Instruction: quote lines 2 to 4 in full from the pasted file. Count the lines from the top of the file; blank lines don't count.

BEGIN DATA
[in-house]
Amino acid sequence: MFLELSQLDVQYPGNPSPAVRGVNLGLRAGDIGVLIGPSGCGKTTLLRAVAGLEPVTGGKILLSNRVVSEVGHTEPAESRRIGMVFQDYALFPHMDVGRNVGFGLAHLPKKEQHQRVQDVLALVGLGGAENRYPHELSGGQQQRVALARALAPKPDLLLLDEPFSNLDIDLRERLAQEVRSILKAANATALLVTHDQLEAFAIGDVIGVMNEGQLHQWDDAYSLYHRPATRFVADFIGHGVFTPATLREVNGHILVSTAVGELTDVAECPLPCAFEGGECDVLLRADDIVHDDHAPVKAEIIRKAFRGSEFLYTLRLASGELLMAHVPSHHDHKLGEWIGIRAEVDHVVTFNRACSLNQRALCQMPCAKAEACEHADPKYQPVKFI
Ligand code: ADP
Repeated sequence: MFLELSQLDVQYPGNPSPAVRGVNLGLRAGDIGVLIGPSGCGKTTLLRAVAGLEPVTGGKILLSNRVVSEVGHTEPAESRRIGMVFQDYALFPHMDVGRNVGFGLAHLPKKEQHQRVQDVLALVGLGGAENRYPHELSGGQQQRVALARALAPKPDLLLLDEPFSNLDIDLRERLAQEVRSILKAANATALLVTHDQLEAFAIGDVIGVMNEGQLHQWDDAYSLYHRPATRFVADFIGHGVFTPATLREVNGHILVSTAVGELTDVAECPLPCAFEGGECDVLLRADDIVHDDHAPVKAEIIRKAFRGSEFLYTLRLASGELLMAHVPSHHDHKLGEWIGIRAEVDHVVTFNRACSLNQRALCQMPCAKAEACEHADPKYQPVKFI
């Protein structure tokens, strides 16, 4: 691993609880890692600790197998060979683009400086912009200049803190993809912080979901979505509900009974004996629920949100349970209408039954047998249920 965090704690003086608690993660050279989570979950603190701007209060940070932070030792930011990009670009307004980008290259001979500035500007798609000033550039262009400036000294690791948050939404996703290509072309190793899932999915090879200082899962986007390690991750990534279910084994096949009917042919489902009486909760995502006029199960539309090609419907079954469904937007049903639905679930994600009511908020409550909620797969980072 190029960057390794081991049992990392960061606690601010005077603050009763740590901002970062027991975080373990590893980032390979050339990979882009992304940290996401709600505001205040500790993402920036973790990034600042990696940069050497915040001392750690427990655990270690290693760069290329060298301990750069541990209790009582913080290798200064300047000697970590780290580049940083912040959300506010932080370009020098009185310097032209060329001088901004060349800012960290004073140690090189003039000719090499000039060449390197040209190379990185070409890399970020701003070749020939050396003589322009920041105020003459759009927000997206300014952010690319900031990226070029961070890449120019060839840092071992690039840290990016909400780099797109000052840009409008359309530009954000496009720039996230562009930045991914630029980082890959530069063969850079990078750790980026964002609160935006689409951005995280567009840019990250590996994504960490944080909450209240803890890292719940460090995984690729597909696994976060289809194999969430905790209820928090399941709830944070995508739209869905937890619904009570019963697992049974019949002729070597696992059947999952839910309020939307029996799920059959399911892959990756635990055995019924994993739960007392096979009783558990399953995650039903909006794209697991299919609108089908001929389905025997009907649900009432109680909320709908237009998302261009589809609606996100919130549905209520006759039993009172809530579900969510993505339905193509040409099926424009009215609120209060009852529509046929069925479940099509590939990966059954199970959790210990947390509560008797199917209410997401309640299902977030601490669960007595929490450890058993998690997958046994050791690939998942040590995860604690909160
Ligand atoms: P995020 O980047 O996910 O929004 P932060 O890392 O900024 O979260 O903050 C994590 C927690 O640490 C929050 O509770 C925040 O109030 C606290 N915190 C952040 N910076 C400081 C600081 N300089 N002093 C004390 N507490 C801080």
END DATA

Amino acid sequence: MFLELSQLDVQYPGNPSPAVRGVNLGLRAGDIGVLIGPSGCGKTTLLRAVAGLEPVTGGKILLSNRVVSEVGHTEPAESRRIGMVFQDYALFPHMDVGRNVGFGLAHLPKKEQHQRVQDVLALVGLGGAENRYPHELSGGQQQRVALARALAPKPDLLLLDEPFSNLDIDLRERLAQEVRSILKAANATALLVTHDQLEAFAIGDVIGVMNEGQLHQWDDAYSLYHRPATRFVADFIGHGVFTPATLREVNGHILVSTAVGELTDVAECPLPCAFEGGECDVLLRADDIVHDDHAPVKAEIIRKAFRGSEFLYTLRLASGELLMAHVPSHHDHKLGEWIGIRAEVDHVVTFNRACSLNQRALCQMPCAKAEACEHADPKYQPVKFI
Ligand code: ADP
Repeated sequence: MFLELSQLDVQYPGNPSPAVRGVNLGLRAGDIGVLIGPSGCGKTTLLRAVAGLEPVTGGKILLSNRVVSEVGHTEPAESRRIGMVFQDYALFPHMDVGRNVGFGLAHLPKKEQHQRVQDVLALVGLGGAENRYPHELSGGQQQRVALARALAPKPDLLLLDEPFSNLDIDLRERLAQEVRSILKAANATALLVTHDQLEAFAIGDVIGVMNEGQLHQWDDAYSLYHRPATRFVADFIGHGVFTPATLREVNGHILVSTAVGELTDVAECPLPCAFEGGECDVLLRADDIVHDDHAPVKAEIIRKAFRGSEFLYTLRLASGELLMAHVPSHHDHKLGEWIGIRAEVDHVVTFNRACSLNQRALCQMPCAKAEACEHADPKYQPVKFI